Thursday, 10 April 2014

Symposium on Re-conceptualizing Mental ‘Illness’

The symposium "Re-conceptualising Mental Illness: An Ongoing Dialogue Between Enactive Philosophy and Cognitive Science" was part of the AISB50 (Artificial Intelligence and Simulation of Behaviour) conference. It took place at Goldsmiths College, University of London over a 2 day period (3-4 April, 2014). It attracted philosophers of mind and cognitive science, as well as psychologists, therapists and other professionals interested in emerging streams of thought, which attempt to overcome the traditional mind-body dualism.

Papers invited for presentation at the symposium reflected a wide variety of enactive approaches to human mind, mental conditions and psychotherapy. A common theme seemed to be grounded in the assumption that the mind is dynamic and cognition extends over processes of the brain, to include the entire body as well as affection. Such a view implies necessary alterations in effective treatment. Below you find a short selection of summarized presentations. Some of the presented papers have been published here.

The first day of the seminar started with an interesting view on talking therapies. In his paper "Talking Therapies: An Enactive View", Mark McKergow (Hertfordshire) presented a brief sketch of a solution-based therapy, enriched by a video recorded example of a therapeutic session. According to the views of some radical enactivists any search for mental content in the mind is a ‘muddled venture’. Following that, recollection of past memories ought to be replaced by the activity of describing a better future during the course of the treatment.

In her talk "Does the Mind Extend into the World?" Rachel Gunn (Birmingham) put forward the view that the argument for an extended mind, when linked with regularly cited research, is at best weak. The external components of the integrated system do not need to hold the information that fits with beliefs; instead the key to whether an external object or set of information is part of cognitive system depends on the level of transparent integration within an unconscious part of that system.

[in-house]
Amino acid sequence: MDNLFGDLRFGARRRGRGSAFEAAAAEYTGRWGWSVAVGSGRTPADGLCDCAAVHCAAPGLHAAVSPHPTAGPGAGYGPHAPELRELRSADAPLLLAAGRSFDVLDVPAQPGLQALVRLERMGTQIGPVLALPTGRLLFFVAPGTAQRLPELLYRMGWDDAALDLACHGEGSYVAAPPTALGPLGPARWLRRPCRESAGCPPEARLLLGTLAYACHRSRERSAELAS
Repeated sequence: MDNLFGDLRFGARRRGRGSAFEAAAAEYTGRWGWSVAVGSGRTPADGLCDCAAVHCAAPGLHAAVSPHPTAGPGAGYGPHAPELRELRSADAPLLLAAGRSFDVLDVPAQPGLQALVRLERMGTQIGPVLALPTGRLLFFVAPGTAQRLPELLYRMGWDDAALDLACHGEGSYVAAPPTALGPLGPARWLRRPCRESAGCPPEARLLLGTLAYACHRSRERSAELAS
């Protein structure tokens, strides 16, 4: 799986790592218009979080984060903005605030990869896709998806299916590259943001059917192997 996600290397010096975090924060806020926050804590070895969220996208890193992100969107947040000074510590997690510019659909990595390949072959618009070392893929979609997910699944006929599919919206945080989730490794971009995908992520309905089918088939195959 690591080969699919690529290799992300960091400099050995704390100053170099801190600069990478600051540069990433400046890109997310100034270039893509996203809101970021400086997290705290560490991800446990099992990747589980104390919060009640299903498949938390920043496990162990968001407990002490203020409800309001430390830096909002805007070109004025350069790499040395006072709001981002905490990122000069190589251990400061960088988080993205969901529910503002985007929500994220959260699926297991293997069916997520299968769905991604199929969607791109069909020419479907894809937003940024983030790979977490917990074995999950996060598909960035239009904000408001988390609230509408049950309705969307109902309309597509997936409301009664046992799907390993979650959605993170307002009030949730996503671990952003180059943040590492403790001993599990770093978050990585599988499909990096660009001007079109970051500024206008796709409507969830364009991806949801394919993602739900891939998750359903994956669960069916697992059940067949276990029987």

Joel Parthemore (Lunds) in his exciting paper "Mental Health and the Mind/Body Problem" explained that enactive philosophy offers the best solution yet for overcoming the question regarding the relation between body and mind. The mind and the world are in constant interaction and blend over into one another promiscuously. This, in turn, means that agent cannot be ultimately separated from environment; hence the so-called ‘problem’ of mind-body dualism does not exist. By seeing the mind/body issue in this way, the enactive perspective allows us to see physical illness and mental disorder as a product of severe misunderstanding and an accident of a certain history of scientific thinking.

I (Magdalena Antrobus, Birmingham) presented a paper entitled "Cognitive Benefits in Manic Depressive Illness". Based on recent empirical evidence I argued that bipolar disorder may constitute, alongside its harmful characteristics, a source of cognitive benefits. According to an enactive view of the mind, affection is an integral part of cognition, hence positive attributes of manic depression can contribute to person’s integrity and strength of character.

The second day of symposium brought yet another dose of exciting talks as well as dynamic and fruitful discussions.

Michelle Maiese (Boston, US) argued in "Thought Insertion, Ownership, and Affective Framing" that what accounts for subjects’ usual sense of ownership are fully embodied processes of casual-contextual information integration, which are made possible by subjects’ affective framing patterns. Attenuated affective framings lead to a loss of a sense of ownership and cause subjects to lose their grip on bodily sensations and mental states, which can result in delusions such as thought insertion.

In "Relational Autonomy and Psychiatry", Henrik Levinsson, Margareta Ostman and Lars Kjellin (Lund) examined the connection between the concept of autonomy and a diagnosis of schizophrenia. They argued that the number and type of social relationships one has have significant implications for one's autonomy. This, in turn, is compatible with the extended mind hypothesis, which state that cognition is embedded in, or dependent upon, the external world. Such a view might have consequences for psychiatric treatment.

The talk by Giovanna Colombetti (Exeter) was not part of the symposium on mental illness, however it was extremely interesting and closely related to the topics already discussed, hence worth mentioning. In  "Enactive Affectivity, Extended" Colombetti asserted that cognition, as a set of sense-making processes, is intrinsically affective. By developing this point further, she argued that the enactive view of the mind allows affectivity to extend beyond the boundaries of the living organism.

In sum, the symposium on mental illness as a part of the AISB50 2014 conference was a well-organized, focused and friendly event, gathering academics and students researching alternatives to the dualistic approaches to human mind and cognition. I believe it was an important platform for presenting emerging trends as well as a starting point for upcoming debates.

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